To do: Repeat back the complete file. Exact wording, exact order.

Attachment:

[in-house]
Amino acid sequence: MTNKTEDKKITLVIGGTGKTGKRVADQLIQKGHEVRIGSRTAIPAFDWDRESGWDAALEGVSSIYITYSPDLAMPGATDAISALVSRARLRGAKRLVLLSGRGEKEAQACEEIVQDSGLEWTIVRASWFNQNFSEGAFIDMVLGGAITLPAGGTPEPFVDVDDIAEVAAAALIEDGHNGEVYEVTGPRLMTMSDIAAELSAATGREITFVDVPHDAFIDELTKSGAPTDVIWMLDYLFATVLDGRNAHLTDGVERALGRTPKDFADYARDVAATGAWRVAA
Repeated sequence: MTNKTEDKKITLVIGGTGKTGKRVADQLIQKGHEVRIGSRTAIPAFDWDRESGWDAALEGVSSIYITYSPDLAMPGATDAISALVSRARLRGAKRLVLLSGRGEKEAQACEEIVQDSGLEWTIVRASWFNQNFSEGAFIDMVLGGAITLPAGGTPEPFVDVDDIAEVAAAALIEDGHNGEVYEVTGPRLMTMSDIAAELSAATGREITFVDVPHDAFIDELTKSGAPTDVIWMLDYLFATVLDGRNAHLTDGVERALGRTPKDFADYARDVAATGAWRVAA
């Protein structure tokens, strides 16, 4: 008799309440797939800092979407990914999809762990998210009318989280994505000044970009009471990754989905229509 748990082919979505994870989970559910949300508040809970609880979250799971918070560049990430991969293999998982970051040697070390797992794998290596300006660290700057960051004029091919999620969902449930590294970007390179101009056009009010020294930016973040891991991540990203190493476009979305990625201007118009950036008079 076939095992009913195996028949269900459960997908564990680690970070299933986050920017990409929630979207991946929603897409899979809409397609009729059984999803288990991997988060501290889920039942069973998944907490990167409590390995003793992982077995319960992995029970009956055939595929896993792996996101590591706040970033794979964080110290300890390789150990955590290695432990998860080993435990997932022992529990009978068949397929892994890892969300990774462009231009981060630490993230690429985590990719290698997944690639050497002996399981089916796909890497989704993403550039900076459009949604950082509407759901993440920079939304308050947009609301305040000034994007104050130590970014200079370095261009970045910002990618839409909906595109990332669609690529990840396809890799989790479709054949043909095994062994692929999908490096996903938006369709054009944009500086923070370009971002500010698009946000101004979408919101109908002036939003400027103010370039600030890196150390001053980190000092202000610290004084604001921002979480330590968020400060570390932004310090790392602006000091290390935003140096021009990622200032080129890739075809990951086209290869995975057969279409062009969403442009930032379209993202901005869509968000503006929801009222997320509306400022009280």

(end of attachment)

[in-house]
Amino acid sequence: MTNKTEDKKITLVIGGTGKTGKRVADQLIQKGHEVRIGSRTAIPAFDWDRESGWDAALEGVSSIYITYSPDLAMPGATDAISALVSRARLRGAKRLVLLSGRGEKEAQACEEIVQDSGLEWTIVRASWFNQNFSEGAFIDMVLGGAITLPAGGTPEPFVDVDDIAEVAAAALIEDGHNGEVYEVTGPRLMTMSDIAAELSAATGREITFVDVPHDAFIDELTKSGAPTDVIWMLDYLFATVLDGRNAHLTDGVERALGRTPKDFADYARDVAATGAWRVAA
Repeated sequence: MTNKTEDKKITLVIGGTGKTGKRVADQLIQKGHEVRIGSRTAIPAFDWDRESGWDAALEGVSSIYITYSPDLAMPGATDAISALVSRARLRGAKRLVLLSGRGEKEAQACEEIVQDSGLEWTIVRASWFNQNFSEGAFIDMVLGGAITLPAGGTPEPFVDVDDIAEVAAAALIEDGHNGEVYEVTGPRLMTMSDIAAELSAATGREITFVDVPHDAFIDELTKSGAPTDVIWMLDYLFATVLDGRNAHLTDGVERALGRTPKDFADYARDVAATGAWRVAA
């Protein structure tokens, strides 16, 4: 008799309440797939800092979407990914999809762990998210009318989280994505000044970009009471990754989905229509 748990082919979505994870989970559910949300508040809970609880979250799971918070560049990430991969293999998982970051040697070390797992794998290596300006660290700057960051004029091919999620969902449930590294970007390179101009056009009010020294930016973040891991991540990203190493476009979305990625201007118009950036008079 076939095992009913195996028949269900459960997908564990680690970070299933986050920017990409929630979207991946929603897409899979809409397609009729059984999803288990991997988060501290889920039942069973998944907490990167409590390995003793992982077995319960992995029970009956055939595929896993792996996101590591706040970033794979964080110290300890390789150990955590290695432990998860080993435990997932022992529990009978068949397929892994890892969300990774462009231009981060630490993230690429985590990719290698997944690639050497002996399981089916796909890497989704993403550039900076459009949604950082509407759901993440920079939304308050947009609301305040000034994007104050130590970014200079370095261009970045910002990618839409909906595109990332669609690529990840396809890799989790479709054949043909095994062994692929999908490096996903938006369709054009944009500086923070370009971002500010698009946000101004979408919101109908002036939003400027103010370039600030890196150390001053980190000092202000610290004084604001921002979480330590968020400060570390932004310090790392602006000091290390935003140096021009990622200032080129890739075809990951086209290869995975057969279409062009969403442009930032379209993202901005869509968000503006929801009222997320509306400022009280």